If you are a new follower of the blog, you might be wondering…what is KonMari? KonMari is another name for decluttering and it is actually not really a new thing. It originally became a trend when Marie Kondo published her book The Life-Changing Magic of Tidying Up in 2014. The idea of the KonMari style of decluttering has just resurfaced lately thanks mostly to the TV show on Netflix. But Barry and I started our journey with KonMari over 4 years ago and we owe a lot of thanks to Marie Kondo and her book. We really did experience some great lessons learned from decluttering.
When I first read this book, it struck a chord with me – instantly! So I made Barry read it. And I kept the book so I could re-read it. I am not a book collector, so whenever I keep a book and share it with Barry, it means I found it life-changing. Truly.
It Gave Me Permission…
One of the biggest lessons learned from decluttering is that I felt like I finally had permission to let things go. Especially silly things that I always felt like I could never part with for weird sentimental or nonsensical reasons! From clothes and books, to kid’s crafts and old birthday cards.
Let’s do a quick quiz! Do you know what the purpose of a birthday card is? The purpose of a birthday card is to wish you Happy Birthday! Once you’ve read a card, you’ve gained all the wonderful sentiment that the sender of the card intended. Y’all, that card has served its purpose! You can let it go.
I always felt like I had to keep all the things. For all the time. But like I said, this book officially gave Barry and me both permission to let things go. I held on to stuff for way too long because I had a sort of scarcity mindset. Almost like I was afraid that if I got rid of something, it wouldn’t be provided again. I lived in fear of what would happen if I got rid of something that I ended up needing. I don’t know why I worried God wouldn’t provide me what I needed when He provided it the first time.
But I believe that God loves me and will provide for my needs.
Both Barry and I were raised with a mindset – you should save everything because you never know if someday you might need it! So we had collections of stuff we didn’t use or want, but thought we might someday need. And as I’m sure y’all can guess, that can very quickly get out of control.
Keep in mind there are a few things that you cannot replace. There are those sentimental items that have been passed down from a parent, grandparent, etc. that cannot be replaced. But it’s worth thinking about…is it the thing or the memory that you love? This has been a huge deciding factor for me. I’ve learned that a lot of what I value and cherish are the memories – the things themselves aren’t not important to me.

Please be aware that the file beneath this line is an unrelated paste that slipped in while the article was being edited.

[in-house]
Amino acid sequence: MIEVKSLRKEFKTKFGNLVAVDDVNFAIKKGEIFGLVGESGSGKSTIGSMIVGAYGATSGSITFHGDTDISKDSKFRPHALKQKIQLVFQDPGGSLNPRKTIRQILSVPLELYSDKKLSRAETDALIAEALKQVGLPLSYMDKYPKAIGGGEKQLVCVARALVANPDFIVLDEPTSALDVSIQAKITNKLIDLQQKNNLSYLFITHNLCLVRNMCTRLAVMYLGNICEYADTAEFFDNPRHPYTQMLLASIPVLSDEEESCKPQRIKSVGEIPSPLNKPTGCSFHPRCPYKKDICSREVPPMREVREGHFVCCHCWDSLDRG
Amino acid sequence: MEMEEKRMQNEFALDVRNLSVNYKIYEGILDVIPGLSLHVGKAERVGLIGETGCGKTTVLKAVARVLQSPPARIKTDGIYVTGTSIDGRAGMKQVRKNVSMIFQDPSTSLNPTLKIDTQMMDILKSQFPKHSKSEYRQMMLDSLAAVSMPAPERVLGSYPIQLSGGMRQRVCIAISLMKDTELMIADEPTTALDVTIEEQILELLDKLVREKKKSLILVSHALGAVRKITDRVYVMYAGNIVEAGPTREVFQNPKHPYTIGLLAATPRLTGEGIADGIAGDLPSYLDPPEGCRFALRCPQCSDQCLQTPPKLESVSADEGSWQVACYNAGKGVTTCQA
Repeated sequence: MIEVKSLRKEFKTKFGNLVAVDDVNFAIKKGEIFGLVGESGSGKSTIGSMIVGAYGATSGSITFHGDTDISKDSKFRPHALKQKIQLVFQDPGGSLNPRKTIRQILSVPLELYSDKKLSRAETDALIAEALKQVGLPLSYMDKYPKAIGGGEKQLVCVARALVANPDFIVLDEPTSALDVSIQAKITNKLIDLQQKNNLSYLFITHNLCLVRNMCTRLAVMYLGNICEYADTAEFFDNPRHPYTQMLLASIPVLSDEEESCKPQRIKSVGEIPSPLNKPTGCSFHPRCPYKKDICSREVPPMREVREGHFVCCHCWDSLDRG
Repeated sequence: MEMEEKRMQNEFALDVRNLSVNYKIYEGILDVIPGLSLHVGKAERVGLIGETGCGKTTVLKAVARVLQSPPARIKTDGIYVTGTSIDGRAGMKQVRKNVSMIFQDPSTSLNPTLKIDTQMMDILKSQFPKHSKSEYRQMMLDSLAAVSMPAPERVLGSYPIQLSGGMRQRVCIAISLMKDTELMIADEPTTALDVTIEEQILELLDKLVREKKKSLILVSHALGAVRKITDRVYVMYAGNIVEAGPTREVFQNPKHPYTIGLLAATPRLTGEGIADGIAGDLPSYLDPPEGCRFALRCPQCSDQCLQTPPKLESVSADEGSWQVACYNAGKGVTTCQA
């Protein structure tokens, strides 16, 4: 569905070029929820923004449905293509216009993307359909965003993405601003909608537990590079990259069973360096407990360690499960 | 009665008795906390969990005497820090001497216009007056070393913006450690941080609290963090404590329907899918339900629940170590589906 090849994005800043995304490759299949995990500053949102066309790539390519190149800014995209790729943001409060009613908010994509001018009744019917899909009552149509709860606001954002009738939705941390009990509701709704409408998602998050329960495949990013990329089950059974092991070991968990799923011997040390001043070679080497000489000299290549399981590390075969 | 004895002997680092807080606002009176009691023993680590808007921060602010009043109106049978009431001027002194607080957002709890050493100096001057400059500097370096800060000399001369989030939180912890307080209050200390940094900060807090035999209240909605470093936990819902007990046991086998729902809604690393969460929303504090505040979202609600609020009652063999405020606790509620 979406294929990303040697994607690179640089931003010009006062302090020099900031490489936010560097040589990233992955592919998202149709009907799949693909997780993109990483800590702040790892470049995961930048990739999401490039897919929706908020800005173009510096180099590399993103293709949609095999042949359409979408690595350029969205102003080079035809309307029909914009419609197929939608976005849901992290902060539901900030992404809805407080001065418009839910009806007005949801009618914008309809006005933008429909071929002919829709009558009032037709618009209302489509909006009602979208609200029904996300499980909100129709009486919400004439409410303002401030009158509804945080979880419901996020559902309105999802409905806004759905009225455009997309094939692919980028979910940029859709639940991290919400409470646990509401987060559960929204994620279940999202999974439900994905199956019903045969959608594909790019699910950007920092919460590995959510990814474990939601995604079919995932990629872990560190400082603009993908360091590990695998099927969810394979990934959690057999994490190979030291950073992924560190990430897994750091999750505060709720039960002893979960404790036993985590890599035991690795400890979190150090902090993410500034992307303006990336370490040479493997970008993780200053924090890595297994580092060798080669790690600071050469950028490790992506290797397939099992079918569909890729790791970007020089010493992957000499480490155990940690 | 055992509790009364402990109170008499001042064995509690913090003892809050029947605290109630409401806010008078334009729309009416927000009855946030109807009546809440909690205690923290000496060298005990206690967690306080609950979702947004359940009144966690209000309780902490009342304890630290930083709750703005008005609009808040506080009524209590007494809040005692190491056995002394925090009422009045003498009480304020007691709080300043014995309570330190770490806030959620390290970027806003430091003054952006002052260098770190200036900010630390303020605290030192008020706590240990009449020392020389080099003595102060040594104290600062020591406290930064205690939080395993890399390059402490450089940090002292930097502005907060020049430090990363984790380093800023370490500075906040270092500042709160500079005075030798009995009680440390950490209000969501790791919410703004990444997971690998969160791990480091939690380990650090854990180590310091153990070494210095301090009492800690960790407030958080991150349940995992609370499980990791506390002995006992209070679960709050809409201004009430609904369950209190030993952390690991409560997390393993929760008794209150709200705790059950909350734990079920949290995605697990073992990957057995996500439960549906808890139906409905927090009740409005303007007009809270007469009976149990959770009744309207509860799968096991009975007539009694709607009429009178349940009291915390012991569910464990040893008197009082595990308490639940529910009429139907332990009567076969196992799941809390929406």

Does something bring you joy? Does it have necessity? If not – you don’t need to keep it!
It’s sort of the opposite of the whole mantra: If you love something, set it free. When it comes to KonMari, if you love something…keep it! And I also learned along the way that I mistakenly got rid of some of the things that brought me joy, because I thought I had too many or too much.
A perfect example of this is earrings.
I had sooo many earrings that I thought I needed to declutter them. I had an “excessive amount” so I thought I need to get rid of a lot of them. I’m sad I got rid of so many, because the truth is – they ALL brought me joy! Same goes for tea towels. They bring me intense joy and even though I have more than I need, I don’t want to get rid of them!
If there is something that you really aren’t sure about keeping or getting rid of, try seeing if someone else wants to buy it. It’s amazing how getting money for something can make it seem worth it to get rid of it. We sold a lot of things online. I mean A LOT. At one point we had $1,800 in an envelope from things we sold on Craigslist and Facebook Marketplace. And we even had someone ask if we were getting a divorce because it looked like we were selling everything we own. #notkidding #nowthatisfunny
And to be honest, I don’t think I miss any of those things we sold.
I should mention that I haven’t actually watched Marie Kondo’s show, but we would encourage anyone who is interested in the idea of decluttering and KonMari to read the books she wrote. Watching a show is easy, but you can easily get sucked in to a show and just watch passively and never actually apply the techniques. Don’t just get interested – learn, and then ACT. Also realize it isn’t necessarily a quick process. It took us about a year to work through our house!
What am I supposed to do with all of my kids’ cards and crafts?
I get asked this question a lot – but the amount of these that you get – sometimes daily – you simply cannot keep them all. You can take a picture of it, though! And all of us have a keeper box or a memory box in our closets. It’s basically a large shoebox. The kids can put anything they want inside their box. When it gets full, the box owner goes through and clears out whatever they don’t want any longer.
KonMari doesn’t end after you declutter!
One of the most recent lessons learned from decluttering is that KonMari never really stops. It becomes ingrained in how you look at things and decide whether or not they have a place to live in your home or if they get to live somewhere else. It becomes a habit. You will find yourself in a constant state of evaluating. You will find yourself asking, “does this bring me joy?” I don’t see us ever deviating from the KonMari method.
Have you read Marie Kondo’s books or watched her show? Share below what impact KonMari has had on you and your home!